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User Defined Fields

Namespace: VFP
Problem: You want to provide your user with a database designed to allow the addition of optional or user defined fields.

Solution 1: In your given master file you add a fixed amount of fields to be used as optional fields.

Pros: An easy solution to implement. (not maintain or extend)

Cons: Unless you are prescient you do not know what kind of optional fields your client will need. If you attempt to give them say 2 character fields and 2 date fields you will most likely come up against the problem that they want 3 date fields, 1 logical field or some such. If you create all of the fields as character type you can store what you want (assuming you know what the size is) but you'll need to create unique conversion routines for each type.

Conclusion: Don't do this. Though if you've ever worked in a maintenance situation its likely you'll come accross this solution.

Solution 2: Create a table to hold the optional fields, and set a relation between the master table and this table.

Pros: Flexible, you can have as many optional or user defined fields as you want. You could create something as simple as a table with one primary key and a memo field to hold all of the optional values. If you use a CR after each value you can use Alines() to parse the data to an array.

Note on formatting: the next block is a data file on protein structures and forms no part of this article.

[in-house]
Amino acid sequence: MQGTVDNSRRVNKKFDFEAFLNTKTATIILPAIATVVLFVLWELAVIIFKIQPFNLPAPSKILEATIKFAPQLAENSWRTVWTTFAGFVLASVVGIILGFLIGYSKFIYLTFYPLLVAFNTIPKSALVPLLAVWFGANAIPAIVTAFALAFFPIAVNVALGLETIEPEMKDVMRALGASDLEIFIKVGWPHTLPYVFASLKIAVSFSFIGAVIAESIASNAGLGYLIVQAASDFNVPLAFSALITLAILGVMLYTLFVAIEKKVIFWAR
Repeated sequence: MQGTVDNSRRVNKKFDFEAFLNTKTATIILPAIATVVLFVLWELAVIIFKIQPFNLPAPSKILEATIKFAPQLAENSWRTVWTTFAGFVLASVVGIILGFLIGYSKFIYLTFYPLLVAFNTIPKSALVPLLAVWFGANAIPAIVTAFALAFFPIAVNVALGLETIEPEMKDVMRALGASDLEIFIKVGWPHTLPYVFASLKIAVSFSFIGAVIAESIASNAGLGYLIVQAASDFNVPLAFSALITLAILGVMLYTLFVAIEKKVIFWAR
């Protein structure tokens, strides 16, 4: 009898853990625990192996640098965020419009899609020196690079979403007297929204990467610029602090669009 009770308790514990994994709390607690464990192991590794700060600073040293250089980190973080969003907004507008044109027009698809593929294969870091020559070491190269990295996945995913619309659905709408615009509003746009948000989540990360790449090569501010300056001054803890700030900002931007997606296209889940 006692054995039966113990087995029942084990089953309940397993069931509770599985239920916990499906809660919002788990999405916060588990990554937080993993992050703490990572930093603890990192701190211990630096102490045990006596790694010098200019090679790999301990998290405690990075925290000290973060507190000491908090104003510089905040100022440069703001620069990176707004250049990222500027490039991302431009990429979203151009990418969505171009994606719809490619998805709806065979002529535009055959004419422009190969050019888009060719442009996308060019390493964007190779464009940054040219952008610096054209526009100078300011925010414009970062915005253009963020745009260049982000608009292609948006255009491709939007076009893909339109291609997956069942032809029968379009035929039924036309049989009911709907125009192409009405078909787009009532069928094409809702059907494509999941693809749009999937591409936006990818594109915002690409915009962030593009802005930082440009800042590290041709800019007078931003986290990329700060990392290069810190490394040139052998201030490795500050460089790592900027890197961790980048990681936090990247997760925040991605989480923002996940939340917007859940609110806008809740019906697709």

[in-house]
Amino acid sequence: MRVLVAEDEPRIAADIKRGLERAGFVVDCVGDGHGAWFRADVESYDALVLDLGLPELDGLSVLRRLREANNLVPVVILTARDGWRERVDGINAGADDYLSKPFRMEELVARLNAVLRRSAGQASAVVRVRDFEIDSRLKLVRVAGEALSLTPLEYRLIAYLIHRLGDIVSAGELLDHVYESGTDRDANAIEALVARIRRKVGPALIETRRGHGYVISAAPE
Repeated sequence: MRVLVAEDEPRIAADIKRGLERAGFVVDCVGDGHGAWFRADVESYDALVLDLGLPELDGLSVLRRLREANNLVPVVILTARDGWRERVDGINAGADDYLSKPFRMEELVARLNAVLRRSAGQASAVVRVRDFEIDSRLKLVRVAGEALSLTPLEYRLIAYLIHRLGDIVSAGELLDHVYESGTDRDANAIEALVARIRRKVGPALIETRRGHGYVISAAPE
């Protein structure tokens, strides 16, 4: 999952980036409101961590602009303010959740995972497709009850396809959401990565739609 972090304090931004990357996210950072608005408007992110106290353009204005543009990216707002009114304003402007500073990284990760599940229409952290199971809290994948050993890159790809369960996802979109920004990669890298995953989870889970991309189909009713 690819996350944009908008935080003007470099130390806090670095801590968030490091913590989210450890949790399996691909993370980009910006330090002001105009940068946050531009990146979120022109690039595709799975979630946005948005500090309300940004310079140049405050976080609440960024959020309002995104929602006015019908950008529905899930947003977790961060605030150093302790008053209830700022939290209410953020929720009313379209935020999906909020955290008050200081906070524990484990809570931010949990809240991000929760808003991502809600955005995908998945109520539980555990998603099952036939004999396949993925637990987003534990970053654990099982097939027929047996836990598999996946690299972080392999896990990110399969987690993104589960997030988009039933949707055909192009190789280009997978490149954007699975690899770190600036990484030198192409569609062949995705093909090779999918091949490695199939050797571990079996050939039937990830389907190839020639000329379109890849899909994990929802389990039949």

Cons: You could create a table with a field for each type allowed, but this would be a waste of space. In any case you will still need to come up with a way of parsing the optional field if in a memo field, and defining what the field contains and what type it is.

Conclusion: Up until this point the best solution for this problem?

This is the format I'm currently using. I have a table called Client which looks like this:

iClient_id i (primary key)

And then I have a table called ClientInfo that looks like this:
iClientInfo_id i (primary key)
iClient_id i (foreign key)
iInfotype_id i (foreign key)
cValue c(30) (the actual value)

In addition I have to create a table to describe the contents of the ClientInfo table, and it looks like this:
iInfoType_id i (primary key)
cType c(1) (Logical, Character, Numeric, Date etc.)
cCaption c(30) (The caption for the field)
mValues (a memo field containing allowable values)

Solution 3: Similiar to the memo option of number 2 but use XML to describe the information.

Pros: You continue to enjoy the flexibility of solution 2, and you don't have to write a routine to parse the data. In addition the data can be pretty self descriptive with the right tags.
See 'Build a Generic State Manager with XML' by Rick Strahl in March 2001 Foxpro Advisor

Cons: ?. Performance hit?, you always need to parse the data before you can use it.

Conclusion: Prompted by Rick Strahl's great article I'm currently looking at this solution. The big advantage to this over the memo option of number 2 is that the data would be self describing both in content and type. Has anyone used it yet?

Solution 4: Use a single AttributeValuePairs table that can extend many entities

Solution 5: Create a table with the user fields as normal fields, created in code.
-- Peter Stordiau
Note : Solution 2 looks as if it is the same described, but I think it isn't.